Krista Becker: I think that’s one of the … I would say, I haven’t read every question we’re going to answer yet, but that’s one of the biggest things that I think new REALTORS® need to remember, is that it took us this long to get to this. I’ve been in industry for almost 10 years now, and if I hadn’t had all of these people coming before me telling me these things, I wouldn’t know. There are so many people that don’t realize how it’s just mentally depressing to be in a job like this when you don’t have a partner or a spouse that can relate to you, or anybody in your sphere, and they don’t understand the ability that you need to be on call for people all the time. I think that it’s hard to see that REALTORS® don’t reach out and have an outlet because it’s important.

Krista Becker: One thing that Orange County REALTORS® did last year, and I think it was Jessica [Siglenses’] idea and Ryan [O’Haz], is they came up with a mental health week. That week they’re just offering yoga and a space for realtors to talk, and they do this meeting every month. It started because one of our advisory board members, a few years ago, her name was Leah Archer, she ended up committing suicide because of some of the stresses of real estate in her personal life. I think it’s so important that we remember to, while we have this fun face, and we have a great Facebook and a great social media presence, recall that this stuff does happen and it is hard to be in our industry, and it’s also really important to take care of yourself mentally.

Megan Beechen: Yeah. I just got goosebumps, because that’s so true. The support is everything. Having a good support system, both at home and within the industry is going to make or break if you can do this or not. Ultimately, we’re all trying to better ourselves and live great lives. You don’t want to get so caught up in all of the work that you can do without having those mental break checks, and so that’s great advice. Any other points, anything else you want to mention before we wrap it up here?

Krista Becker: I think that was everything. I really appreciate you guys letting us come in and give you this advice, because I think that if you don’t ask these questions, they don’t get answered, and I think putting that information out for your members is really important.

Megan Beechen: Yeah, definitely. Well, thank you so, so much for meeting with us and chatting with us a little bit. It was really, really great talking with you, and I’m so flattered to be the first person to interview you on a podcast, so that’s so cool. We really appreciate your time. Thank you so much.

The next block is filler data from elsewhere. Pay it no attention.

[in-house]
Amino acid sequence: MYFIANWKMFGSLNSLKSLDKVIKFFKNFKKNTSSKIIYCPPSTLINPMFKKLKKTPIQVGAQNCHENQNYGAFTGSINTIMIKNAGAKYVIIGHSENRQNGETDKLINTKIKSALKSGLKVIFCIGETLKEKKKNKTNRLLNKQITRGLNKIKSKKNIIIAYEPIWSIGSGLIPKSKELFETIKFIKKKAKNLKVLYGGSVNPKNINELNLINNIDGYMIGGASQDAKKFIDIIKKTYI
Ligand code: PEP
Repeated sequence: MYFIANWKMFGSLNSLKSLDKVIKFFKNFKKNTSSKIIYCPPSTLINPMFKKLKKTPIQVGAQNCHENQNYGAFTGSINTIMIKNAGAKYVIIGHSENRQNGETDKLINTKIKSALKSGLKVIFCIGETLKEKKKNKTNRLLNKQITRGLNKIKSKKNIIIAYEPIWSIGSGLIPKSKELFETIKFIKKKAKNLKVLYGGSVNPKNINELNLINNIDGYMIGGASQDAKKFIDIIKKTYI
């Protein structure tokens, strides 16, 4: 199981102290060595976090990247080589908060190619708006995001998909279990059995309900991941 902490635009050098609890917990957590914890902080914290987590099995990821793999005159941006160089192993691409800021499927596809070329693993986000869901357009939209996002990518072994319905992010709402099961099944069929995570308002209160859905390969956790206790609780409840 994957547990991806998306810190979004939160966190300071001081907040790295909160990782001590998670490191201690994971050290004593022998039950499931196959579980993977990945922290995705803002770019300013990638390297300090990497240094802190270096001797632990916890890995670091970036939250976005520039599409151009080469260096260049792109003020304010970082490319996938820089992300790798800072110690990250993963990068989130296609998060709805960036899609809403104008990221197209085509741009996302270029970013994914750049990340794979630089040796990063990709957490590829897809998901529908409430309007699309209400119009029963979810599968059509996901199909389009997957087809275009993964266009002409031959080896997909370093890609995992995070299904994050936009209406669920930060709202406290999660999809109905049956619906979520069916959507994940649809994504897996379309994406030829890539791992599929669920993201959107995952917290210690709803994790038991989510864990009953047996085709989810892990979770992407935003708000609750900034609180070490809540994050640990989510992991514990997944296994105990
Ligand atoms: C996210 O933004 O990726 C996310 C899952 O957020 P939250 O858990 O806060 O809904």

Krista Becker: You’re welcome.

Dana Gurnsey: I want to give a big thank you to Megan, Erika, Moses, and Krista for joining us and taking some time out to share their leadership experiences. I hope you got some tips from them and it inspires you to get involved.

Megan Beechen: Absolutely, and we do have some resources we can leave you with on where to start your own leadership journey. First of all, local associations offer their own leadership development programs, so be sure to check with your local. Then also, at the state level, Illinois REALTORS® has a leadership development program, so watch out for the next application period at the end of the year for that, and NAR has one as well.

Megan Beechen: Second, NAR began taking applications to serve on national committees in early March and Illinois REALTORS® Committee applications generally open around April, so check for those. Third, there are some free resources from NAR, like C2EX, which is the commitment to excellence endorsement, which has 11 key topics, including customer service, technology, data privacy, advocacy, ethics, and more, and also many other designations that you can earn. So, check out your state and national association websites for that.

Megan Beechen: Lastly, there are scholarships available from the Illinois REALTORS® Real Estate Educational Foundation, or referred to as REEF, to apply to further education by taking courses and earning designations. Two REEF scholarships, apply directly to leadership training, the Clayton and Malo scholarships. So, visit www.ilreef.org. All right, I think that is enough resources, so hopefully we didn’t overwhelm you, but as one last plug, and a very easy way to get involved, join your local YPN.

Megan Beechen: Being involved with YPN over the years, I can say that this is a great group to get involved with. It’s a great launching pad for your own leadership journeys, and YPN is all about connecting with other REALTORS®, and doing virtual events, getting to know people you may have otherwise never met, and it keeps you up to date on the latest trends in the industry and how to help you develop your own skills in your business.

Dana Gurnsey: Illinois YPN is open to all Illinois REALTORS®, and it’s free to join. You can connect with us on Facebook at Illinois YPN, and you can find YPN online at www.illinoisrealtors.org/ypn. With that, it’s a wrap. Thanks for tuning in.